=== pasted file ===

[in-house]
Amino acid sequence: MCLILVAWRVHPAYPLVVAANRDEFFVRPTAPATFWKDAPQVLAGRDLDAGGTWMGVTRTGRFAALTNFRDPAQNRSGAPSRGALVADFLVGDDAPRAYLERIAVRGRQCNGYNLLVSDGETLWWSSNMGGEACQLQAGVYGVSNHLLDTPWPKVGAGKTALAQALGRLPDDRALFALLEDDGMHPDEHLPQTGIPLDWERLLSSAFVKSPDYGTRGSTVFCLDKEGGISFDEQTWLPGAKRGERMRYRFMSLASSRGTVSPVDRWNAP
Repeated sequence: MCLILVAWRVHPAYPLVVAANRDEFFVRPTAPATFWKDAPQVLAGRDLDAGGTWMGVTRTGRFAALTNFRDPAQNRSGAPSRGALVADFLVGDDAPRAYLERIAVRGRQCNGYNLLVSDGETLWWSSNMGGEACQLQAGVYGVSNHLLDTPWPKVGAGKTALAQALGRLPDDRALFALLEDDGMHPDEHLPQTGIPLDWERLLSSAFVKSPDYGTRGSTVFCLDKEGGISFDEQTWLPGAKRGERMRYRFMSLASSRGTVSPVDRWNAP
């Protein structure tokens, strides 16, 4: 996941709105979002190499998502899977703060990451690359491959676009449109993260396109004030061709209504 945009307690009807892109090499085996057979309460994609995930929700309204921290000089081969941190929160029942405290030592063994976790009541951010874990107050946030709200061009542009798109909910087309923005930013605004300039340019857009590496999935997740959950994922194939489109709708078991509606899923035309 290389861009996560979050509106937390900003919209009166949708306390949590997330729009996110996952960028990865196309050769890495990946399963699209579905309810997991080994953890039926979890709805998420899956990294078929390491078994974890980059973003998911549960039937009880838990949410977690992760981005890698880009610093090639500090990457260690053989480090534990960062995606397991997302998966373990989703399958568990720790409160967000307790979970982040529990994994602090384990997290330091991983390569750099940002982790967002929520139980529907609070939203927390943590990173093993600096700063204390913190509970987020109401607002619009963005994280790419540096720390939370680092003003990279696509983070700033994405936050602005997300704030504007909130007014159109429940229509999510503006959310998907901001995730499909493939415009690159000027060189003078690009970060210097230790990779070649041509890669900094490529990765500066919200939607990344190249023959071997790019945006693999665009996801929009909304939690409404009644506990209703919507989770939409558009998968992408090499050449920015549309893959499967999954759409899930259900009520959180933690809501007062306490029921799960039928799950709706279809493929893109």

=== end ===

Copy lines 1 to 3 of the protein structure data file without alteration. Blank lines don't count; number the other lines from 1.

[in-house]
Amino acid sequence: MCLILVAWRVHPAYPLVVAANRDEFFVRPTAPATFWKDAPQVLAGRDLDAGGTWMGVTRTGRFAALTNFRDPAQNRSGAPSRGALVADFLVGDDAPRAYLERIAVRGRQCNGYNLLVSDGETLWWSSNMGGEACQLQAGVYGVSNHLLDTPWPKVGAGKTALAQALGRLPDDRALFALLEDDGMHPDEHLPQTGIPLDWERLLSSAFVKSPDYGTRGSTVFCLDKEGGISFDEQTWLPGAKRGERMRYRFMSLASSRGTVSPVDRWNAP
Repeated sequence: MCLILVAWRVHPAYPLVVAANRDEFFVRPTAPATFWKDAPQVLAGRDLDAGGTWMGVTRTGRFAALTNFRDPAQNRSGAPSRGALVADFLVGDDAPRAYLERIAVRGRQCNGYNLLVSDGETLWWSSNMGGEACQLQAGVYGVSNHLLDTPWPKVGAGKTALAQALGRLPDDRALFALLEDDGMHPDEHLPQTGIPLDWERLLSSAFVKSPDYGTRGSTVFCLDKEGGISFDEQTWLPGAKRGERMRYRFMSLASSRGTVSPVDRWNAP